Monday, May 06, 2013

Restoring rush seating

There is nothing more beautiful than a newly rushed seat on a good quality or older frame. You can totally understand why it was used as far back as the ancient Egyptians. In addition to cane seating, Luis learnt to re-rush chairs and benches from the same lady who taught him bergere cane work in Holmfirth in the UK.

Rush is a difficult material to work and takes quite a bit of mastering before you get good results. Each batch of rush is different depending on the quality and whether it is sea water or fresh water rush. Each chair or bench varies and the stretchers are not always equal thereby making the meet in the middle problematic.

With Luis' blog , many people contact him to restore chair seats, not all enquiries result in work. To re-rush a seat is time consuming and decent rush is difficult to source. Each chair can take many many hours and therefore it isn't cheap. Rush work is also tough on the hands and fingers as you need to retain tension and twist to form the strands for weaving. The rush is worked wet/damp which adds to the problem.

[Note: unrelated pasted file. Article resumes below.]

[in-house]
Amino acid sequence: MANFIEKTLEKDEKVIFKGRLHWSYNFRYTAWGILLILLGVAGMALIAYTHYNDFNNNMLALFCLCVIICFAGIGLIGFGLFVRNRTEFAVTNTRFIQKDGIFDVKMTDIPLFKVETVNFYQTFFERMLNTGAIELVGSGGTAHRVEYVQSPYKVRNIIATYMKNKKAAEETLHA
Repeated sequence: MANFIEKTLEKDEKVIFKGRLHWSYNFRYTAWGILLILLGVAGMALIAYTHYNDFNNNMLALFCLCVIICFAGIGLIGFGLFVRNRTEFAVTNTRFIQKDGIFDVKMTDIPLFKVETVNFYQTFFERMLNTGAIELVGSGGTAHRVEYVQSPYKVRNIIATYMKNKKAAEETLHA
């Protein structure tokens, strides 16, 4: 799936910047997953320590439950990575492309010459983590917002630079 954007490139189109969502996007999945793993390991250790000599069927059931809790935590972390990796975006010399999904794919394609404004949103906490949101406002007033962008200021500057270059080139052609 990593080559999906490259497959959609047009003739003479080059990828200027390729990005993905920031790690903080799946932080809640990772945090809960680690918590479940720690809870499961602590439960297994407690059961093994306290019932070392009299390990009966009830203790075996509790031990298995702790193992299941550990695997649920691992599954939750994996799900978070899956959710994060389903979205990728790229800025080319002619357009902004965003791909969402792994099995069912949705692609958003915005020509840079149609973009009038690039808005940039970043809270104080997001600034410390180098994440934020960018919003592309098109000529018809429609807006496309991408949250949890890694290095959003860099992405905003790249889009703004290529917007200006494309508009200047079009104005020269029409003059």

This bench, recently completed for a house locally took a total of 30 hours to finish to this standard, not including the packing of the seat and drying.

We recently collected two chairs that need renovating with new seats. The chairs have old woodworm that seemed no longer active but we never take the risk and always treat immediately any pieces we bring to the workshop.

We wouldn't normally restore the frames of chairs and if active woodworm was present we would ask that the chairs be autoclaved first. In this case the chairs have old inactive woodworm so the treatment is just precautionary and the loose arm is a straight forward glue and clamp job which isn't a problem. We will post pictures of the finished chairs in a subsequent post.

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